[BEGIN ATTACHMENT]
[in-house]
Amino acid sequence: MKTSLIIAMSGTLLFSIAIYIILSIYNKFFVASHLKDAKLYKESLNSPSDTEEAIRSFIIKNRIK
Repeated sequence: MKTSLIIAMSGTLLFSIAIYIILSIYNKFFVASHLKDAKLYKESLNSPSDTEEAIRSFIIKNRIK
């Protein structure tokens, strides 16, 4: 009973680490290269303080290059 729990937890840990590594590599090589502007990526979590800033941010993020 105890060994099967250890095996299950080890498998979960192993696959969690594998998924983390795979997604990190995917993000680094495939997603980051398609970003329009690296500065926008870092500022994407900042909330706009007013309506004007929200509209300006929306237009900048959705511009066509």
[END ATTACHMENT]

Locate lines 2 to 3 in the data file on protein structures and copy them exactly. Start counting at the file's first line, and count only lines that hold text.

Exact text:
Amino acid sequence: MKTSLIIAMSGTLLFSIAIYIILSIYNKFFVASHLKDAKLYKESLNSPSDTEEAIRSFIIKNRIK
Repeated sequence: MKTSLIIAMSGTLLFSIAIYIILSIYNKFFVASHLKDAKLYKESLNSPSDTEEAIRSFIIKNRIK